Doctors are prescribing antibiotics to most kids and teens who have pink eye, despite guidelines that discourage their use, researchers reported Thursday. More than two-thirds of U.S. children and teens who saw a doctor for pink eye left with a prescription for antibiotic eye drops, their research found. The American Academy of Ophthalmology recommends that doctors do not routinely give out antibiotics for what’s also called conjunctivitis, which usually clears up on its own.

A recent study reveals a concerning trend: despite medical guidelines advising otherwise, a significant majority of children and teens diagnosed with pink eye are still being prescribed antibiotics. (Freepik)

Antibiotics don’t work at all on viruses — the most common cause of pink eye. And even mild eye infections from bacteria will resolve on their own in most cases, the medical group says. Pink eye is highly contagious and causes red, swollen and sometimes itchy eyes. Often, a chilled, wet towel and artificial tears are enough to ease symptoms. (Also read: Don’t ignore the pink eye: As cases rise, know what leads to conjunctivitis spike in monsoon; how to avoid )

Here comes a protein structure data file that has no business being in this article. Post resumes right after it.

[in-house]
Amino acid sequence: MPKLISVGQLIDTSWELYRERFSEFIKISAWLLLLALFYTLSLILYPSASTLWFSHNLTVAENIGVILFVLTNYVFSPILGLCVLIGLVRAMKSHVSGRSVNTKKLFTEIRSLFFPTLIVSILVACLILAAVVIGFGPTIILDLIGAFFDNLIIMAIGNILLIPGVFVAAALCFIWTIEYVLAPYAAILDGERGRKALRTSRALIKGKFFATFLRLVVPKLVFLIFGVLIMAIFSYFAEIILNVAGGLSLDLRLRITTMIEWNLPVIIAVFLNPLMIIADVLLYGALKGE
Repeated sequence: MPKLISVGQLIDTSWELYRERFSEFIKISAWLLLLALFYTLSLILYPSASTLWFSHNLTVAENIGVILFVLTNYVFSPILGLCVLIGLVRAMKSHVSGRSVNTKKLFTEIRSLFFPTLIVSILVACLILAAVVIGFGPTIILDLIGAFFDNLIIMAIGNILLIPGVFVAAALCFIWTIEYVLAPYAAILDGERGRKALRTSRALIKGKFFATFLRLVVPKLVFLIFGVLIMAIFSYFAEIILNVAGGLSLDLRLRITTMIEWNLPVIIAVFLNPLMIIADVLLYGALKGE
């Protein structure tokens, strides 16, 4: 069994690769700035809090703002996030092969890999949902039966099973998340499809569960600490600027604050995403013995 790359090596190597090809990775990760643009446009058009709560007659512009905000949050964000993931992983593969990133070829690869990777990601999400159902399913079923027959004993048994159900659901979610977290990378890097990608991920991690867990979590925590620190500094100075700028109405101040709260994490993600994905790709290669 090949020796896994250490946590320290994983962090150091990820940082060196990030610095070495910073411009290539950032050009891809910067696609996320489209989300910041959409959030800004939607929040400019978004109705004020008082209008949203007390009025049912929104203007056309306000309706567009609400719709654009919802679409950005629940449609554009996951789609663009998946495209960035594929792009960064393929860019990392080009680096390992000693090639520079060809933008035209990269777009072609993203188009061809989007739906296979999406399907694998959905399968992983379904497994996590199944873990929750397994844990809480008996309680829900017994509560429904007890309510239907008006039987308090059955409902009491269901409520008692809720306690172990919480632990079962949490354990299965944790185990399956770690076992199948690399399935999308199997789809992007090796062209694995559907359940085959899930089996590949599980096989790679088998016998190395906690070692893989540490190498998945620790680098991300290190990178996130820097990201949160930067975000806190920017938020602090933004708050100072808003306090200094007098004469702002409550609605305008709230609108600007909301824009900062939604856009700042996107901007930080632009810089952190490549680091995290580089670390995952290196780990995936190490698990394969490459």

For their study, researchers used a nationwide database of insurance claims from 2021. Nearly 45,000 children received care for pink eye at a doctor’s office, eye clinic or emergency room and 69% were prescribed antibiotics, which come in drops and ointments. Whether they were treated or not, return visits to the doctor for pink eye were rare, under 4%, according to the study published Thursday in the journal JAMA Ophthalmology.

Doctor’s offices gave antibiotics the most, to 72% of patients, compared to ERs at 57% and eye clinics at 34%. That could be because eye clinics have the tools to figure out what is actually causing the pink eye and treat accordingly, said Dr. Rupa Wong, a pediatric eye doctor at Honolulu Eye Clinic and spokesperson for the ophthalmology group.

Dr. Daniel Shapiro, a pediatric emergency doctor and co-author of the study, said he understands why parents might be alarmed when their child has an infection. “The eye looks red and nasty and so it’s pretty striking and scary,” said Shapiro, of the University of California, San Francisco. But antibiotics shouldn’t be overused if they aren’t going to help, he said.

The study didn’t dig into the specifics of why the antibiotics were prescribed or the outcome. But the fact that return visits were rare in either case suggests that patients are not at higher risk of complications or serious problems if they don’t get a prescription, Wong said. “There are more supportive measures we can take to make your child feel comfortable without resorting to antibiotic eye drops,” Wong said.